Department of Anthropology

Kenneth D. Rose: The Earliest Primates of India

Fri, March 8, 2013 | SAC 5.118

12:00 PM

"The Earliest Primates of India"

Exploration of Early Cenozoic strata in western India for Paleocene-Eocene mammals has resulted in the discovery (at Vastan Mine in Gujarat) of the first early Eocene continental fauna from India, dating from near the time of India's collision with Asia. These are the oldest Cenozoic vertebrates from the Indian Plate.  The fauna is remarkable for including many taxa whose closest affinities appear to lie with Euro-American taxa rather than Asian ones, although some Asian groups are also represented.  Among the most important are the oldest primates known from India, including both adapoids and omomyids. Most common is the adapoid Marcgodinotius, a close relative of the European basal adapoid Donrussellia.  Numerous limb bones of the Vastan primates are the best preserved early Eocene primate postcrania from anywhere, providing important data on the primitive euprimate condition.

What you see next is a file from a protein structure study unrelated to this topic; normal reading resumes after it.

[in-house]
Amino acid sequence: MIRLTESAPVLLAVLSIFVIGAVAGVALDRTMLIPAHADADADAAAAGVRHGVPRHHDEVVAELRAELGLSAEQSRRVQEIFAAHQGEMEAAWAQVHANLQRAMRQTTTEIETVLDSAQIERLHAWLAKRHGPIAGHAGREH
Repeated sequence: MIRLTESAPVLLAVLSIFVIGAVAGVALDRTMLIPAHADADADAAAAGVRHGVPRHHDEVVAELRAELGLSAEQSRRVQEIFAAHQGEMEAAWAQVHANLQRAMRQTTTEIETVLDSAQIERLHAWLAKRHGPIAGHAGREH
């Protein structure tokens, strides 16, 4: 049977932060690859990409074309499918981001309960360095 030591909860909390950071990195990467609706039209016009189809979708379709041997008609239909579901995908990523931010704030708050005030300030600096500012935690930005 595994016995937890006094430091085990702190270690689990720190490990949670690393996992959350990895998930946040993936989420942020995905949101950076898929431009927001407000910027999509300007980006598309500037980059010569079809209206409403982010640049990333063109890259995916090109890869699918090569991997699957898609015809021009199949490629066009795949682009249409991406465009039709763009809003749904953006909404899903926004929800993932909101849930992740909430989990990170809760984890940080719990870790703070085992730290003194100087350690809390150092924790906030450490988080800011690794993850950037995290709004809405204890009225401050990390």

A talk by Kenneth D. Rose, Functional Anatomy and Evolution, Johns Hopkins School of Medicine

For further information please contact Adriana Dingman at adriana.d@austin.utexas.edu

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